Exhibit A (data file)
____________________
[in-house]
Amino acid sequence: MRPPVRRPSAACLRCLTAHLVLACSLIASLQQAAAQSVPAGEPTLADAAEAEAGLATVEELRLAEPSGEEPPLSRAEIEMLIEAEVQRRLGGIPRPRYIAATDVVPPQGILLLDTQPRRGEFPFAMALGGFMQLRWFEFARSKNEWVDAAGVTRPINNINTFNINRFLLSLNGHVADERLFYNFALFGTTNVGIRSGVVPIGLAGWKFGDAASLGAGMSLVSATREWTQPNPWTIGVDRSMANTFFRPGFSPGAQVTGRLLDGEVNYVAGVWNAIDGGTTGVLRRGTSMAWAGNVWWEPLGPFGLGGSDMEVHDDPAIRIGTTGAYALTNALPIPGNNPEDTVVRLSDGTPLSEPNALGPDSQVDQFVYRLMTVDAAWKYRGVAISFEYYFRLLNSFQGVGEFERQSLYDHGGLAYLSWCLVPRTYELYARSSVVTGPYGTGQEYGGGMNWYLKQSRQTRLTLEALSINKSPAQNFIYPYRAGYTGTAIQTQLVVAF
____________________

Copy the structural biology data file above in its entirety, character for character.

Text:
[in-house]
Amino acid sequence: MRPPVRRPSAACLRCLTAHLVLACSLIASLQQAAAQSVPAGEPTLADAAEAEAGLATVEELRLAEPSGEEPPLSRAEIEMLIEAEVQRRLGGIPRPRYIAATDVVPPQGILLLDTQPRRGEFPFAMALGGFMQLRWFEFARSKNEWVDAAGVTRPINNINTFNINRFLLSLNGHVADERLFYNFALFGTTNVGIRSGVVPIGLAGWKFGDAASLGAGMSLVSATREWTQPNPWTIGVDRSMANTFFRPGFSPGAQVTGRLLDGEVNYVAGVWNAIDGGTTGVLRRGTSMAWAGNVWWEPLGPFGLGGSDMEVHDDPAIRIGTTGAYALTNALPIPGNNPEDTVVRLSDGTPLSEPNALGPDSQVDQFVYRLMTVDAAWKYRGVAISFEYYFRLLNSFQGVGEFERQSLYDHGGLAYLSWCLVPRTYELYARSSVVTGPYGTGQEYGGGMNWYLKQSRQTRLTLEALSINKSPAQNFIYPYRAGYTGTAIQTQLVVAF